https://expertdealcloser.com

Questions

1. Why is it so important to make try and make the first proposal?

Being first to make a proposal is very important in helping you to end up with the deal you want. This is primarily because, as humans, we tend to be heavily influenced by information that is offered to us first (this is sometimes referred to as “anchoring”).

Do not wait for what the other side is prepared to give you. Instead, do your due diligence and then let the other side know what you are prepared to offer them. When you put an issue on the table first through your proposal, it places a line in the sand as the starting point of the discussion.

2. How do you know if you have opened your deal discussions sufficiently ambitiously?

You will quickly know if you have not been ambitious enough—mainly from the speed at which the other side accepts your first proposal.

Be sure you open as ambitiously as possible, though of course be mindful of cultural differences in the way you frame your opening. The more you ask for, generally the more you can expect.

3. What tactics can be used in making and receiving deal proposals?

Never show temper, defensiveness, irritability, confrontational style, or impatience.

Ask questions and adapt your proposal and the general direction of the deal based upon the responses. Record all detail through note taking and summarizing throughout. Do not interrupt or allow yourself to be interrupted. A clever tactic to employ is “If you {do x], then I will [do y].” This demonstrates to the other side that you are prepared to help them, but they are going to have to work for that help.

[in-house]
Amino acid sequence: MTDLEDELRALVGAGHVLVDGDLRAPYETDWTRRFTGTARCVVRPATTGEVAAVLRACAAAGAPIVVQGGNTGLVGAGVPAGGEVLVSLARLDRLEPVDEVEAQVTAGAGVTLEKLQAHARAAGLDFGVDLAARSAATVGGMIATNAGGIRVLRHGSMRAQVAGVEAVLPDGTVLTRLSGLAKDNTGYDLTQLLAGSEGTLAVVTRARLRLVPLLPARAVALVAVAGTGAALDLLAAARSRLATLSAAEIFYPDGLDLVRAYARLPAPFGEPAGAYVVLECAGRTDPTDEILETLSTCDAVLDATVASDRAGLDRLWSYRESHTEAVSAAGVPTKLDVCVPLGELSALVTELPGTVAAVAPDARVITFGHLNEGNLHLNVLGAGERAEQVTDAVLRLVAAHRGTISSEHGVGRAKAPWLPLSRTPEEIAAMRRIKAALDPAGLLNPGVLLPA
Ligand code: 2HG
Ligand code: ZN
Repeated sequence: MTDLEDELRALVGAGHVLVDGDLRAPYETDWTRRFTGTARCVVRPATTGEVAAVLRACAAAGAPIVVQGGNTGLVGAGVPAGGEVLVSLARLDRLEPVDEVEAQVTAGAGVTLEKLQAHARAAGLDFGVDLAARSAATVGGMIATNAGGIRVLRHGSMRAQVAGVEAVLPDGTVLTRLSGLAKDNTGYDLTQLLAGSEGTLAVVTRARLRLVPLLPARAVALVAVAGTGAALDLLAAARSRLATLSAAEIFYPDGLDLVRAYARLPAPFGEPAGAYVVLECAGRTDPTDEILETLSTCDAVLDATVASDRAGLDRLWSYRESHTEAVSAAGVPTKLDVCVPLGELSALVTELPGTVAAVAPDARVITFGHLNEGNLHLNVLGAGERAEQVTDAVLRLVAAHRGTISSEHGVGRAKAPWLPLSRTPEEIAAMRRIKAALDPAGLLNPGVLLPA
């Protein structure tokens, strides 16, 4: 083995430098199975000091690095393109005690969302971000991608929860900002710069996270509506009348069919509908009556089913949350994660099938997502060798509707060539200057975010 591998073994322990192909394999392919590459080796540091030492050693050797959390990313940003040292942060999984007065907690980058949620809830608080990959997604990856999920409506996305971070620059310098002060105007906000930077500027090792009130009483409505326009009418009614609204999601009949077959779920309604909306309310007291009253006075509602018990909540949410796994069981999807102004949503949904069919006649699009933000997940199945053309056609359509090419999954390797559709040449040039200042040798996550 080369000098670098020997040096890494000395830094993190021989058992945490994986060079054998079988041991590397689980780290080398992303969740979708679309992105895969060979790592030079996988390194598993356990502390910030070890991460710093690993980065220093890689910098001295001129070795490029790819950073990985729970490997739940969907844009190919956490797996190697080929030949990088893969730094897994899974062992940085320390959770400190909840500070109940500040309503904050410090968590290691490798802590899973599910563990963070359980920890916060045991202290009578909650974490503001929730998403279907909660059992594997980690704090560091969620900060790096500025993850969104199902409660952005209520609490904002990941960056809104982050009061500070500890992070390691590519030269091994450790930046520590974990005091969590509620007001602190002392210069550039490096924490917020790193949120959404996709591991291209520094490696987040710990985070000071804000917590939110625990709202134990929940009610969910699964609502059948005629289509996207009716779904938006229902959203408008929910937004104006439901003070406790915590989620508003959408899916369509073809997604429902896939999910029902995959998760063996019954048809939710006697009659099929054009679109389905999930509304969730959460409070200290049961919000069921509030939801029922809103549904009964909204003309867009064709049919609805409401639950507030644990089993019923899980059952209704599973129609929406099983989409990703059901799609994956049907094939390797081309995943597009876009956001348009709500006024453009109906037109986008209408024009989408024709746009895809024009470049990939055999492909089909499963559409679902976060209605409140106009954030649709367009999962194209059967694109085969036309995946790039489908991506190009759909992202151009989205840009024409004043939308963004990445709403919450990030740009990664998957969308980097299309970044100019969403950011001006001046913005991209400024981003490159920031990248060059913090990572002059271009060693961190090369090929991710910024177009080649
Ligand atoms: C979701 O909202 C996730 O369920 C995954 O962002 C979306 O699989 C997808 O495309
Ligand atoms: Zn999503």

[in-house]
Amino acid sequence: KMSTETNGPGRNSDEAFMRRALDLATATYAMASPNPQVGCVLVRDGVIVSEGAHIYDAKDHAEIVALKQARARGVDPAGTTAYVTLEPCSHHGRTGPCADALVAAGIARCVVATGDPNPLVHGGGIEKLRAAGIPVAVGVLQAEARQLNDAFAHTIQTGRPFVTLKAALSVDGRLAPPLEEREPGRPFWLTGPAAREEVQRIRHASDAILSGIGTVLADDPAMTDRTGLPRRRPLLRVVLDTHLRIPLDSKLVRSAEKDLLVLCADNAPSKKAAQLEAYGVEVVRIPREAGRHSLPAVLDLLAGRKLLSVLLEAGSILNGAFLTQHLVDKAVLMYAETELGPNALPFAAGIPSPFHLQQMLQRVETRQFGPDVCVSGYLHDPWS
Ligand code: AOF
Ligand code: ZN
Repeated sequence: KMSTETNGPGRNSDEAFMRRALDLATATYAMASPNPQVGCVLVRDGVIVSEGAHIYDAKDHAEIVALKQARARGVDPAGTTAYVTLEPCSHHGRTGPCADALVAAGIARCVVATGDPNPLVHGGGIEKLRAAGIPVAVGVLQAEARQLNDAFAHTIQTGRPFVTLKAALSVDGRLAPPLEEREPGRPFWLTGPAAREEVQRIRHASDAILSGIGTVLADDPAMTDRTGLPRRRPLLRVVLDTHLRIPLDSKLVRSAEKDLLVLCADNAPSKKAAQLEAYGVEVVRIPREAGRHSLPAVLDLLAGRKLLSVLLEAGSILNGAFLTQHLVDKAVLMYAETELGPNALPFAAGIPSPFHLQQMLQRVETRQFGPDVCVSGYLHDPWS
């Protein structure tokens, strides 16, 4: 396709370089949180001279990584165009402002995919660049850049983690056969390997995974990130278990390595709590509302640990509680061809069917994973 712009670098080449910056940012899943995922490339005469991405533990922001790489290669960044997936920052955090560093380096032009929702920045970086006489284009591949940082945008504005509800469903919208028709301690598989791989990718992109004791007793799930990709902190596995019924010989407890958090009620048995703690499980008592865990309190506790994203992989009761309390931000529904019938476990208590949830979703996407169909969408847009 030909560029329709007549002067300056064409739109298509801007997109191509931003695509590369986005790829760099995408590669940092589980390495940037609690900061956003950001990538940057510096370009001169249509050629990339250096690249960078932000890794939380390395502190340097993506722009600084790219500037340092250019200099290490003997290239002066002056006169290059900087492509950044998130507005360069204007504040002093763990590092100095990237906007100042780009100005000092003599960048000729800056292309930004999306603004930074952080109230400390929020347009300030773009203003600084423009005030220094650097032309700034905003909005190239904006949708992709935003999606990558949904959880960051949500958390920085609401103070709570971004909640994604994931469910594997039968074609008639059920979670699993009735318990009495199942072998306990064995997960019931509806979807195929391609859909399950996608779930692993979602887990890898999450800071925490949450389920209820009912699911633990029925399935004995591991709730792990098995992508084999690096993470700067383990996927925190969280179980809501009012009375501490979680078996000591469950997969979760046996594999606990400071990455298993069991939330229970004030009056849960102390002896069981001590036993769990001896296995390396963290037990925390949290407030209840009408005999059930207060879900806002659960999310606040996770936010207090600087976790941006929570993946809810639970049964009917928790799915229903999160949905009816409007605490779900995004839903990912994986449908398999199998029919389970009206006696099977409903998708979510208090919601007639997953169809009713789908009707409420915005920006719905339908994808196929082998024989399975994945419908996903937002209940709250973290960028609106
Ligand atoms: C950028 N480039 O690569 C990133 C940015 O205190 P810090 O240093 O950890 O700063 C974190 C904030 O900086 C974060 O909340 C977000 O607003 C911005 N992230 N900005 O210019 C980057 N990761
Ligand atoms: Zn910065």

4. How do you maximize use of incentives in deal-closing

To be attractive, an incentive must obviously address the other party’s needs and wants. Asking questions and truly hearing the answers, through active rather than passive listening, is the only way to find out.

The best way to get what you want in a deal is by offering the other party what satisfies their needs through the value transaction. The more value-based incentives you can find to entice the other party, the more interest they are likely have in doing the deal with you.

5. Give some examples of when a deal might become intentionally blocked.

Deals can become intentionally blocked, because the other side: feels their bottom line has been transgressed; perceives lack of value or too high a cost; is overwhelmed by ego, face, or obstinacy, or their game plan is to play hardball with litigation and sue out of tactic or indeed principle; after all, prefers the status quo; considers that the business or corporate environment has changed.

https://expertdealcloser.com